Let’s bring permissions into the game. It let’s you show categories for certain users, even though the categories might be flagged “hidden”. If a category is hidden, it is practically invisible unless you have permissions.

  child1.hidden = true
  subchild1.hidden = true

Sets child1 and subchild1 to be hidden, they are now invisible to everyone

   \_ child1             (hidden)
        \_ subchild1     (hidden)
        \_ subchild2     (can't be found either, because child1 is hidden)

Your tree will look like this to the world:


Now we set permissions:

  Category.permissions = [2]    # i.e. []

Say child1 has the id 2. We just allowed the current user to see it though it’s hidden. (The idea is to set this class variable array whenever a user logs in).

Internally this is the structure of the tree:

   \_ child1            (still hidden, but you have permissions now)
        \_ subchild1    (still hidden to you)
        \_ subchild2

If you try to access it, it will look like this:

   \_ child1
        \_ subchild2
  root1.permitted?      # Returns true, because root1 is not hidden
  child1.permitted?     # Returns true, because it's hidden but you have permissions
  subchild1.permitted?  # Returns false, because it inherits "hiddenness" by child1 and you have no explicit rights for subchild1
  subchild2.permitted?  # Returns true, because it's not hidden and you have permissions for child1

Respectively, using acts_as_content you will be able to use the same function on a model which belongs_to a category:

  picture_of_child1.permitted?    # Returns the same thing as child1.permitted?

Note that you can still use Category.find(1) to override everything and get any category, regardless of it’s status. So you should never use it unless you really have to. Here is an alternative method to pick a permitted category directly:

  child1.children     # Returns only subchild1
  Category.get(4)     # Returns an empty array, trying to access forbidden subchild2

Please have a look at the comments for each function and the unit test to see, which method respects permissions and which one doesn’t (e.g. ancestors).


If you are using something, which has_many categories, like so:

  class ScopedCategory < ActiveRecord::Base
    belongs_to :catalogue
    acts_as_category :scope => :catalogue

You can easily use :scope to let acts_as_category respect that.

  ScopedCategory.roots.first.siblings        # Returns the siblings, which correspond to the same @Catalogue@.
  Catalogue.first.scoped_categories.roots    # Can be used to find all visible roots for this user.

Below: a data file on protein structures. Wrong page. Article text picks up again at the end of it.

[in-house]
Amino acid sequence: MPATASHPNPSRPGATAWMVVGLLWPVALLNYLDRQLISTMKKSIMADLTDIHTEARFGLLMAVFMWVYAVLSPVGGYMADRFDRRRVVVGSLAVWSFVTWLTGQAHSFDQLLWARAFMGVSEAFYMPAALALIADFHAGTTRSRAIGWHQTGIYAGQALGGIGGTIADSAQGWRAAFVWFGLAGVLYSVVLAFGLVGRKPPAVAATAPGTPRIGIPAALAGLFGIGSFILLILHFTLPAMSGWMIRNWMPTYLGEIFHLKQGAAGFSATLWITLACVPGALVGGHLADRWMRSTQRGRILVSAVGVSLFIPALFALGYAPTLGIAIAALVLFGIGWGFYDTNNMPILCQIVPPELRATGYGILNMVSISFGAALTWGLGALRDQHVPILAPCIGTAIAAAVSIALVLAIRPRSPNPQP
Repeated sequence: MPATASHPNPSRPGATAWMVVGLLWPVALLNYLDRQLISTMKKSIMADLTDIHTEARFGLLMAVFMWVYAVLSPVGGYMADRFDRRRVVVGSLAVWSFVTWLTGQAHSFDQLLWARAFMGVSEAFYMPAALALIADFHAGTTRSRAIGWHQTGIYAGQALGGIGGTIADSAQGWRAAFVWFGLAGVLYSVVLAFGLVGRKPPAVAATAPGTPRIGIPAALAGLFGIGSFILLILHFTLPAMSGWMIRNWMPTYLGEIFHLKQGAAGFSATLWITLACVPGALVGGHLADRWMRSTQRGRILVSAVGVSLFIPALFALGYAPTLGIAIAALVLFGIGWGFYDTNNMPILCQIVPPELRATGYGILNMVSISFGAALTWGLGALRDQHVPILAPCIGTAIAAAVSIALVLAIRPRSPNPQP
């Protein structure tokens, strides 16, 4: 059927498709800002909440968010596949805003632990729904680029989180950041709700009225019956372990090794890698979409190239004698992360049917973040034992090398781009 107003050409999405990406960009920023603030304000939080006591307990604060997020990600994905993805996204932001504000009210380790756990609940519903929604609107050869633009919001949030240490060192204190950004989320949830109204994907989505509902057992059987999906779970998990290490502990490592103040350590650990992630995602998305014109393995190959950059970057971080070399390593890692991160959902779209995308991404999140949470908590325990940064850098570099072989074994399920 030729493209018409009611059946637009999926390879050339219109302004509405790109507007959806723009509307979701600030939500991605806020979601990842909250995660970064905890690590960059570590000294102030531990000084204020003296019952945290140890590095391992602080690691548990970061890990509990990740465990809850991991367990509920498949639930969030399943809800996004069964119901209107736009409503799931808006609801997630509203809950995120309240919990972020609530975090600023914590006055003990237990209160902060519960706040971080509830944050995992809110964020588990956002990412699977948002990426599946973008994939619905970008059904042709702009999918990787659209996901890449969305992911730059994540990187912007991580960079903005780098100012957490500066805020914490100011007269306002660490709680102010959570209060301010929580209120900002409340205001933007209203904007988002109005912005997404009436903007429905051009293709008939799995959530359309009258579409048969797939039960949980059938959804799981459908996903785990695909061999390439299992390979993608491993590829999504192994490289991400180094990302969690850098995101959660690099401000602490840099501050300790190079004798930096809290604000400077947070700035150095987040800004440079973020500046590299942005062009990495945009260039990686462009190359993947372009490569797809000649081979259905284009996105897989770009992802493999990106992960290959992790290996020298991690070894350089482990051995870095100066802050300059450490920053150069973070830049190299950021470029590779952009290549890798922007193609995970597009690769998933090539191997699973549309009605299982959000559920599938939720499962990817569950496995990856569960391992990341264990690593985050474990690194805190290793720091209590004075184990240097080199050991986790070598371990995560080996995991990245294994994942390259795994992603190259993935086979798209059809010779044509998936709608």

Catalogue.first.scoped_categories.create!  # Will create a category root in the scope of that Catalogue.

You get the idea. Please notice, that it is assumed that every tree is in one scope anyway! So children has nothing to do with scope, it simply returns the children.


Why is find not respecting hidden?

I didn’t feel comfortable overwriting the find method for Categories and it is not really needed.

Why are ancestors, ancestors_ids and self.parent not respecting hidden/permissions?

Because the whole idea of hidden is to exclude descendants of an hidden Category as well, thus the ancestors of a category you can access anyway are never going to be hidden.

Add AJAX positioning for ordering

WARNING: This is not tested on scopes yet! If you has_many :categories you might not be able to use this.

Let’s say you have a gallery and use acts_as_category on your categories. Then the categories will not be ordered by name (unless you want them to), but by a individual order. For this we have the position column. If the :position parameter refers to a non-existent column, this feature is simply disabled.

You can manually update these positions, but I strongly recommend to let this be done by the sortable_category helper and the Category.update_positions(params) method like so:

In your layout, make sure that you have all the JavaScripts included, that will allow drag and drop with, etc. For the beginning, let’s just add all:

  <%= javascript_include_tag :all %>

Then, in your view, you can call this little helper to generate a drag and drop list where you can re-sort the positions. Remember to provide the name of the model to use:

  <%= aac_sortable_tree Category %>

Finally, in your controller create an action method like this:

  def update_positions
    render :nothing => true

And you can already try it. You can change the URL to that action method like this:

  <%= aac_sortable_tree(Category, {:action => :update_positions}) %>
  <%= aac_sortable_tree(Category, {:controller => :mycontroller, :action => :update_positions}) %>

Ask questions and have fun!

Feel free to add your comments and don’t forget about the demo application.